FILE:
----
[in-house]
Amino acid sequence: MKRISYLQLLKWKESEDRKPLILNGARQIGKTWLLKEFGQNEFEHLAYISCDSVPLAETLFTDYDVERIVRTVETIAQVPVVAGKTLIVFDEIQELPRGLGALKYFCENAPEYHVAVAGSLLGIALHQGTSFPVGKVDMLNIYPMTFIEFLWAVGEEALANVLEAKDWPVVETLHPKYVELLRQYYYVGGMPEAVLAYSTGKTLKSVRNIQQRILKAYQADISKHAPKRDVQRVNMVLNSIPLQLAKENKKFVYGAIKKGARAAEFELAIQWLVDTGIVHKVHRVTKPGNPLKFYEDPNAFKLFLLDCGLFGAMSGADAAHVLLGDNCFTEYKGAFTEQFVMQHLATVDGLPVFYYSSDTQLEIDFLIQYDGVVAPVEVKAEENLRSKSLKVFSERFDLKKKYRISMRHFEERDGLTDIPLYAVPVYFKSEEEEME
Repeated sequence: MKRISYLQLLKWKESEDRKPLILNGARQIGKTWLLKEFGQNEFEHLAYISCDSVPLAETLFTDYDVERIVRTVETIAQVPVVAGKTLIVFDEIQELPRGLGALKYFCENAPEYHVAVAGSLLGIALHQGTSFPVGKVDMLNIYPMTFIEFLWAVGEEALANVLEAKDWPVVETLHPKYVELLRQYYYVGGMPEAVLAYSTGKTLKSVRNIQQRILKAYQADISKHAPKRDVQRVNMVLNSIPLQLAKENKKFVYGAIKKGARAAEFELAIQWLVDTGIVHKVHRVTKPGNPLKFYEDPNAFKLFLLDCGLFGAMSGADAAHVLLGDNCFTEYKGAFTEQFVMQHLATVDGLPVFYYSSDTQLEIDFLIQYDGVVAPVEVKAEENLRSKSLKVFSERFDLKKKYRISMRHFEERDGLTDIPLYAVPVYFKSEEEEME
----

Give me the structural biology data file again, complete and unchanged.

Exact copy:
[in-house]
Amino acid sequence: MKRISYLQLLKWKESEDRKPLILNGARQIGKTWLLKEFGQNEFEHLAYISCDSVPLAETLFTDYDVERIVRTVETIAQVPVVAGKTLIVFDEIQELPRGLGALKYFCENAPEYHVAVAGSLLGIALHQGTSFPVGKVDMLNIYPMTFIEFLWAVGEEALANVLEAKDWPVVETLHPKYVELLRQYYYVGGMPEAVLAYSTGKTLKSVRNIQQRILKAYQADISKHAPKRDVQRVNMVLNSIPLQLAKENKKFVYGAIKKGARAAEFELAIQWLVDTGIVHKVHRVTKPGNPLKFYEDPNAFKLFLLDCGLFGAMSGADAAHVLLGDNCFTEYKGAFTEQFVMQHLATVDGLPVFYYSSDTQLEIDFLIQYDGVVAPVEVKAEENLRSKSLKVFSERFDLKKKYRISMRHFEERDGLTDIPLYAVPVYFKSEEEEME
Repeated sequence: MKRISYLQLLKWKESEDRKPLILNGARQIGKTWLLKEFGQNEFEHLAYISCDSVPLAETLFTDYDVERIVRTVETIAQVPVVAGKTLIVFDEIQELPRGLGALKYFCENAPEYHVAVAGSLLGIALHQGTSFPVGKVDMLNIYPMTFIEFLWAVGEEALANVLEAKDWPVVETLHPKYVELLRQYYYVGGMPEAVLAYSTGKTLKSVRNIQQRILKAYQADISKHAPKRDVQRVNMVLNSIPLQLAKENKKFVYGAIKKGARAAEFELAIQWLVDTGIVHKVHRVTKPGNPLKFYEDPNAFKLFLLDCGLFGAMSGADAAHVLLGDNCFTEYKGAFTEQFVMQHLATVDGLPVFYYSSDTQLEIDFLIQYDGVVAPVEVKAEENLRSKSLKVFSERFDLKKKYRISMRHFEERDGLTDIPLYAVPVYFKSEEEEME